(Our Sunday Visitor. A National Catholic Weekly. Imprimatur: Pope Pius X; John Bonzano, Apostolic Delegate; J. H. Alerding, Bishop of Fort Wayne. Huntington, Indiana: April 18, 1915.)

What does Vicarius Filii Dei mean? Catholic authorities say, "Vicar of the Son of God." Who was given the title Vicar of Christ? Catholic authorities say, "the Bishop of Rome". Who is called the Bishop of Rome? The Roman Catholic Pope.

What are the numeral letters of the Latin alphabet? 

Webster's New World Dict., p. 1234, 1540 & fn.
"... the Roman letters used as numerals until the 10th cent. A.D.: ..."
"... I = 1, U or V (see fn.) = 5, X = 10, L = 50, C = 100, D = 500, M = 1000"
"fn. 'U, u (yōō) n., pl. U's, u's 1. the twenty-first letter of the English alphabet: formerly a variant of V, v; not until the 18th century was it established as a vowel symbol only.'"

(Webster’s New World Dictionary, Second College Edition. Editor-in-chief: David B. Guralnik. New York and Cleveland: The World Publishing Company, 1970)

What are the numeral letters of the Latin alphabet? "I = 1, U or V (see fn.) = 5, X = 10, L = 50, C = 100, D = 500, M = 1000." When converted into numerals, what sum is reached by adding together the letters of Vicarius Filii Dei? 

V =   5
I =   1
C = 100
A =   0    F =   0
R =   0    I =   1
I =   1    L =  50    D = 500
U =   5    I =   1    E =   0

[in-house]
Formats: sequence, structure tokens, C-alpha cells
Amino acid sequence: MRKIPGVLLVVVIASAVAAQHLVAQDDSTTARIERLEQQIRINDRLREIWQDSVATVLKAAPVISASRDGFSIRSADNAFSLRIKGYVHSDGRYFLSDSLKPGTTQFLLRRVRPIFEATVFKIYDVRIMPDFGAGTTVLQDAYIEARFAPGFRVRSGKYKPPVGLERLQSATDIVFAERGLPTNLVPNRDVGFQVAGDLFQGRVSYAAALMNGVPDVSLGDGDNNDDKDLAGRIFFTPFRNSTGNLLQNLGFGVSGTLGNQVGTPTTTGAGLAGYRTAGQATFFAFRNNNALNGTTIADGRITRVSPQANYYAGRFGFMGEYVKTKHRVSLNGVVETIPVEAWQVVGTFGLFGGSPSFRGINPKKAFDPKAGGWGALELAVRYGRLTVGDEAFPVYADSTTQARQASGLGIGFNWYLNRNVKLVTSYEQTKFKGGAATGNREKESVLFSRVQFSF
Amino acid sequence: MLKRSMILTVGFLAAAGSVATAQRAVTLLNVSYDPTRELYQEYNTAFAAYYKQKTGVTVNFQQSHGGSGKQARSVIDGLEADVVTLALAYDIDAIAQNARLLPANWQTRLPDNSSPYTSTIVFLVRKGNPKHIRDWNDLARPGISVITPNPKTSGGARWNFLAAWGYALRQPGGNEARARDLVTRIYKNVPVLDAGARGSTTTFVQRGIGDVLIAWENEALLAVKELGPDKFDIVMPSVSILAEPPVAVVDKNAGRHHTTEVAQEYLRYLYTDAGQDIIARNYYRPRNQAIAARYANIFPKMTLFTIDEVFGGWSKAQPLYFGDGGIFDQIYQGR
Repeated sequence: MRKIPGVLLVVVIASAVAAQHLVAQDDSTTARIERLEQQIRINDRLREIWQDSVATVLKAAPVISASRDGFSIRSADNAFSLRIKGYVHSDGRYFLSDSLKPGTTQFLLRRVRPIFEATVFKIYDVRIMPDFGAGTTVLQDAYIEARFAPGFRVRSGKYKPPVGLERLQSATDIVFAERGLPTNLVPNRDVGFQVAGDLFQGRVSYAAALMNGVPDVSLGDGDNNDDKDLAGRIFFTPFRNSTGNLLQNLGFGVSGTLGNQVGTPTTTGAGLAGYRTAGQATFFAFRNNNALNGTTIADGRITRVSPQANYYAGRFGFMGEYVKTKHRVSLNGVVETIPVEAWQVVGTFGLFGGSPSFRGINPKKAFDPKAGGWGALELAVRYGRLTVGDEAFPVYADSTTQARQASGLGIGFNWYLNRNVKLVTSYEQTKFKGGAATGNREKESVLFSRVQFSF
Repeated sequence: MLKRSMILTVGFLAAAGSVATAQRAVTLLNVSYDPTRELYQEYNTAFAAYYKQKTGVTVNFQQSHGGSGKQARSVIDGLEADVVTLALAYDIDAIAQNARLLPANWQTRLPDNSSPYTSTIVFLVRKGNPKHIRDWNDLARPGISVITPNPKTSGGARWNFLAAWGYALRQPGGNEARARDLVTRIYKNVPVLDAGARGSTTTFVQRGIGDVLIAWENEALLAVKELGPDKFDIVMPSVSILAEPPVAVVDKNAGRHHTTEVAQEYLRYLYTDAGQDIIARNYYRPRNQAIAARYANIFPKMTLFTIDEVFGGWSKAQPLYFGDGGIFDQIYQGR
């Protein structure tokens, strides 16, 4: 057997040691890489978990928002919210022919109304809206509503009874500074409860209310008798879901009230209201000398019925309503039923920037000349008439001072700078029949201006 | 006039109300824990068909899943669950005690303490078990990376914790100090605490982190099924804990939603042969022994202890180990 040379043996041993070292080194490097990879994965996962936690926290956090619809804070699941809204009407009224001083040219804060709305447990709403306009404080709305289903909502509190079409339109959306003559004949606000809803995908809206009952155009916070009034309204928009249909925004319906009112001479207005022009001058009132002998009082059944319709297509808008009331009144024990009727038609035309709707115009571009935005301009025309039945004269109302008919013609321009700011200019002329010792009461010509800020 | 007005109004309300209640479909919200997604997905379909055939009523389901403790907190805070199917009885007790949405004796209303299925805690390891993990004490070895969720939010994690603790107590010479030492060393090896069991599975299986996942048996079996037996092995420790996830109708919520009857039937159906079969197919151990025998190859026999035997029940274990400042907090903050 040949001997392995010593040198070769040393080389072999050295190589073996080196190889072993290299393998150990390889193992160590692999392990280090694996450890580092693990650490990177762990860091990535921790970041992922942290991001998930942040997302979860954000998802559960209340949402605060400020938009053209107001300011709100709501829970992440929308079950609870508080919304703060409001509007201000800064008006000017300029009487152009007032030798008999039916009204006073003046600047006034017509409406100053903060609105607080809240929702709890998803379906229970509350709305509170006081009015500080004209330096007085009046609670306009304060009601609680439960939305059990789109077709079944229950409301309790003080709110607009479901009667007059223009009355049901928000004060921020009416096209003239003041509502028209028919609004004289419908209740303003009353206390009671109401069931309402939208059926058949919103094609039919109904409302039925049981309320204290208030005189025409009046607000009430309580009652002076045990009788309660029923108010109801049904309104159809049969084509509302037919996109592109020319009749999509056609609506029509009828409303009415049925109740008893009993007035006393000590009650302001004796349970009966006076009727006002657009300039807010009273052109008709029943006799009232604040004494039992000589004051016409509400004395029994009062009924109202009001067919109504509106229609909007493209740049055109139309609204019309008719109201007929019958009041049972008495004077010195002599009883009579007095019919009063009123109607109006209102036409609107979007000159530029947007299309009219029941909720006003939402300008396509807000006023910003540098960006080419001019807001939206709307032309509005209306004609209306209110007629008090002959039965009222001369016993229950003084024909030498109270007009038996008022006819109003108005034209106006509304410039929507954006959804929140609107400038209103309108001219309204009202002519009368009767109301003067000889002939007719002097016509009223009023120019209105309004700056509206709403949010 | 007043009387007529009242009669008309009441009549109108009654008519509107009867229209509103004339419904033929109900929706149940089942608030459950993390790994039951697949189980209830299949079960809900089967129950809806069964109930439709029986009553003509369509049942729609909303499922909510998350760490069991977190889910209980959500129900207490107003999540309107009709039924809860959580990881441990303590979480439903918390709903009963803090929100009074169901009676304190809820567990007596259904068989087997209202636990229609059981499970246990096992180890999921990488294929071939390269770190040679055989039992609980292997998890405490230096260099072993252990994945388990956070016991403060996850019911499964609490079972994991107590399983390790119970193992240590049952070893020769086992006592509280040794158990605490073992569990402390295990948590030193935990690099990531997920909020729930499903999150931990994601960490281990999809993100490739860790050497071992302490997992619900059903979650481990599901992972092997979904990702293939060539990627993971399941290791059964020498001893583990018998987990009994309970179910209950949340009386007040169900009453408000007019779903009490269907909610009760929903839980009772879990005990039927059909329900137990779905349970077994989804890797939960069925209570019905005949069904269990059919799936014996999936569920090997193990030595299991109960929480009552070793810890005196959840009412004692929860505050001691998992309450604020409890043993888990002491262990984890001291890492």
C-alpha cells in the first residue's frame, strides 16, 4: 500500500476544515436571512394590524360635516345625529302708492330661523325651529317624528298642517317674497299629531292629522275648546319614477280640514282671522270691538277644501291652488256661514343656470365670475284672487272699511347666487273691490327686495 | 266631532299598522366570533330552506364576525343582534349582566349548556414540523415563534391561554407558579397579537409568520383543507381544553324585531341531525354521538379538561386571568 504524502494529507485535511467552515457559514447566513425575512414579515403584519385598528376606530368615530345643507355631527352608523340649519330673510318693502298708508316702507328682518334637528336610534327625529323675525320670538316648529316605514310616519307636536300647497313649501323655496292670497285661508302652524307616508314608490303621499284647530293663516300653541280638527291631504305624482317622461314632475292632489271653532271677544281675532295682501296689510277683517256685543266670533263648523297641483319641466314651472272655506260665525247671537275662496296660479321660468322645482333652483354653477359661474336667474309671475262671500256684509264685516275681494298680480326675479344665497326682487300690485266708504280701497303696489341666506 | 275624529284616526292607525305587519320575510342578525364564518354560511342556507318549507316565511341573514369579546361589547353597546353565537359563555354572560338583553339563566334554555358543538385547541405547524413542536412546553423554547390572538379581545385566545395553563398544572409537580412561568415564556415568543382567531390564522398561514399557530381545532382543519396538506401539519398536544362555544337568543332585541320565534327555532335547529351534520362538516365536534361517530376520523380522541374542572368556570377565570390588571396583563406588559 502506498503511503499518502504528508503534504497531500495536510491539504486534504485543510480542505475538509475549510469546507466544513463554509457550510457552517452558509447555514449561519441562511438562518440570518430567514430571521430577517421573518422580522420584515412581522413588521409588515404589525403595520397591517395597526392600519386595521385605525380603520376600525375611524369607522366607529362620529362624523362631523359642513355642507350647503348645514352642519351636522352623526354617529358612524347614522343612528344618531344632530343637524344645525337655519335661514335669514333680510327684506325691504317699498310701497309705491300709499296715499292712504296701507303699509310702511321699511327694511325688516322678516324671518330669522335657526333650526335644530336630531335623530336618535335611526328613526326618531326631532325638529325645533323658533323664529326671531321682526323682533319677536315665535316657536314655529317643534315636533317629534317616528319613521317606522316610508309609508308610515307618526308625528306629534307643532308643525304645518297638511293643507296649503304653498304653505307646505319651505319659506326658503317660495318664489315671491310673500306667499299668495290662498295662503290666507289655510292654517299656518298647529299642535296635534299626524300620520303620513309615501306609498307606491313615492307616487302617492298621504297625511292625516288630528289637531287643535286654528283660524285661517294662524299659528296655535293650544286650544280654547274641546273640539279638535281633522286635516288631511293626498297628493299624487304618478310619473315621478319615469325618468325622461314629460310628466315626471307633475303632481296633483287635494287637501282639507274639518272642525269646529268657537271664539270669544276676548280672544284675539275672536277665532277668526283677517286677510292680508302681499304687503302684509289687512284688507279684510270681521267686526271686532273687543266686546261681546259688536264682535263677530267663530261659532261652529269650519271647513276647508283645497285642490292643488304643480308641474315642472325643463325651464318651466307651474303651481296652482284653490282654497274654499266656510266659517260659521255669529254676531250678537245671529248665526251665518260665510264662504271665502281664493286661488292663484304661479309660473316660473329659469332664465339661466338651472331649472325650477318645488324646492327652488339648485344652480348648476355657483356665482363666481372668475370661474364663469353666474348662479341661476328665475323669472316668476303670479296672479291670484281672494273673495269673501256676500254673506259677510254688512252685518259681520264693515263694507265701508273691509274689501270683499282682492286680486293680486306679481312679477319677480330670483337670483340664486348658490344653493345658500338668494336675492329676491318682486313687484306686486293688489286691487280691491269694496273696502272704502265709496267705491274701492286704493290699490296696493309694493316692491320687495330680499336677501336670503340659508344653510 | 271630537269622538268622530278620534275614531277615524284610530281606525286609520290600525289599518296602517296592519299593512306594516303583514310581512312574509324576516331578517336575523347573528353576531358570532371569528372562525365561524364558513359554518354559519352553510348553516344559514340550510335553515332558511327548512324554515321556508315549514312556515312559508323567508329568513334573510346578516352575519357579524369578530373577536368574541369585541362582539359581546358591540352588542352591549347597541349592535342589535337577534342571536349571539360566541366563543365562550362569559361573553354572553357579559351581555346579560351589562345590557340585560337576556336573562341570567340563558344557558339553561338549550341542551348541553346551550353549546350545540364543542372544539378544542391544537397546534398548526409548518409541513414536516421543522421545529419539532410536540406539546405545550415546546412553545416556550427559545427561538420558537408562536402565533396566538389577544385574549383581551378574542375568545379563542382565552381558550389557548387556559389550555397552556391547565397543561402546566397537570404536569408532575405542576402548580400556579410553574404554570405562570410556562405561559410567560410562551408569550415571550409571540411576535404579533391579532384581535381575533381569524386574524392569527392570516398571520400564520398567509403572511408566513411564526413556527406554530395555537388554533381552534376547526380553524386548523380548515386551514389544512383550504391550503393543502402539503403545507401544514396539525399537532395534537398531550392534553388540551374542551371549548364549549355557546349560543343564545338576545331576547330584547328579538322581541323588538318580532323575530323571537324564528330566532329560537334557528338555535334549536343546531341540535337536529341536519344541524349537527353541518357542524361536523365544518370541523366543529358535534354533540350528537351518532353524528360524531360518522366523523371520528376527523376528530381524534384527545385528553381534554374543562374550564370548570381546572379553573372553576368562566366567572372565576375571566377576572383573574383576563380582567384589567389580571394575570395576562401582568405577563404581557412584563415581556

S =   0    I =   1    I =   1
-------    -------    -------
    112    +    53    +   501  =  666

Does this mean that the Pope is the fulfillment of the man being prophesied in these passages? As mentioned previously, many names can add up to 666.

Thus, what do we need to do? We need to see if the Pope also fulfills the other identifiers that point to the identity of the man whose number is 666. What is one of those identifiers? The man is likened to a beast.

What kind of men are symbolized by beasts? 

Dan. 7:17 NKJV
17'Those great beasts, which are four, are four kings which arise out of the earth.

What kind of men are symbolized by beasts? The angel said, "kings."

What is one of the titles held by the Roman Catholic Priest? 

F. of Our Fathers, p. 320
“To sum up in a few brief sentences the titles of a Catholic Priest: He is a king, reigning not over unwilling subjects, but over the hearts and affections of his people.”

(The Faith of our Fathers, by James Cardinal Gibbons, New York: P.J. Kennedy & Sons, 1917.)

What is one of the titles held by the Roman Catholic Priest? According to James Cardinal Gibbons, the ninth Archbishop of Baltimore, "He is a king".

Likewise, what is one of the titles held by the Roman Catholic Pope? 

Q. Box, p. 168
"In these wise words the Pope answers those unthinking bigots who keep repeating our Lord's words 'My kingdom is not of this world.' It is true that the Pope is a King of a little strip of territory in Italy, but if he is King in this world, he is not of it, for he demanded his Kingship only as a means for the indispensable exercise of his spiritual office."

(The Question Box: Replies to Questions Received on Missions to Non-Catholics, by Rev. Bertrand L. Conway. Nihil Obstat: Remigius LaFort, S.T.L., Censor deputatus. Imprimatur: Joannes M. Farley, Archiep. Neo Ebor. Mahwah, New Jersey: Paulist Press, 1929.)

Likewise, what is one of the titles held by the Roman Catholic Pope? According to Bertrand L. Conway, a Paulist priest, "the Pope is a King". What is one the identifying marks of the man whose number is 666? He is a beast or king.

What is another identifying mark of the man whose number is 666? He would possess two horns.

When used symbolically, what do horns represent?